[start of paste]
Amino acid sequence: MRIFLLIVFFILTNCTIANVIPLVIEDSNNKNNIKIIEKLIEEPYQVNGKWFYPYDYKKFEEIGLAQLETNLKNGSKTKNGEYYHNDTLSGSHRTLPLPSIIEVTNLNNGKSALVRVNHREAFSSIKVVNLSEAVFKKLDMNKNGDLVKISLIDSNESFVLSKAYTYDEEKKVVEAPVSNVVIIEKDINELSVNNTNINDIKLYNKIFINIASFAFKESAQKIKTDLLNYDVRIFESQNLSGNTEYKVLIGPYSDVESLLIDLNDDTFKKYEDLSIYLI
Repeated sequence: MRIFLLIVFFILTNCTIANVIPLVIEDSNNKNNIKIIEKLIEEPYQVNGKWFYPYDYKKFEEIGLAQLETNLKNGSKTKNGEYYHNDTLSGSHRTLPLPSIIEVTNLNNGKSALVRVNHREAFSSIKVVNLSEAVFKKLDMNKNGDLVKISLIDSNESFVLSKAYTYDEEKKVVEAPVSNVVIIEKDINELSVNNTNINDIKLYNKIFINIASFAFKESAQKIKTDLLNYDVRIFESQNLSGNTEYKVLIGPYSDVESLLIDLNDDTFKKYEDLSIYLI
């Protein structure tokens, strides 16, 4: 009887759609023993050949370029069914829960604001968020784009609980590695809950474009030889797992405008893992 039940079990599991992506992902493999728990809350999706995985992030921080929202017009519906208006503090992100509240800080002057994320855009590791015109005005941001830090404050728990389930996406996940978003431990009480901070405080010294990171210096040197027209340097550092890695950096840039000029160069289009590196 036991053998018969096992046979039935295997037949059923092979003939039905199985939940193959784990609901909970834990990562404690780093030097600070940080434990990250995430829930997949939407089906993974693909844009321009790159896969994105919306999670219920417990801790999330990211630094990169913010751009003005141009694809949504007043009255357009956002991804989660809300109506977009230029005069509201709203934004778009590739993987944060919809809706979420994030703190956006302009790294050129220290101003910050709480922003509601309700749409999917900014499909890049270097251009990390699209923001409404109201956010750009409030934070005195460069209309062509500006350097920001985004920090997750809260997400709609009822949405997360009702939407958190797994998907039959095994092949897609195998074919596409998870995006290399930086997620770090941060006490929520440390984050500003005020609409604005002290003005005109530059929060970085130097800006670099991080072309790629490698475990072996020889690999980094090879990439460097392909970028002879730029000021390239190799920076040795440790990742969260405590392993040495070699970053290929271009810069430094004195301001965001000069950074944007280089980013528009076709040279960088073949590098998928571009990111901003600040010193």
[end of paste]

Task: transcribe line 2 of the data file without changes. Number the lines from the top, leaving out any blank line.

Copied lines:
Repeated sequence: MRIFLLIVFFILTNCTIANVIPLVIEDSNNKNNIKIIEKLIEEPYQVNGKWFYPYDYKKFEEIGLAQLETNLKNGSKTKNGEYYHNDTLSGSHRTLPLPSIIEVTNLNNGKSALVRVNHREAFSSIKVVNLSEAVFKKLDMNKNGDLVKISLIDSNESFVLSKAYTYDEEKKVVEAPVSNVVIIEKDINELSVNNTNINDIKLYNKIFINIASFAFKESAQKIKTDLLNYDVRIFESQNLSGNTEYKVLIGPYSDVESLLIDLNDDTFKKYEDLSIYLI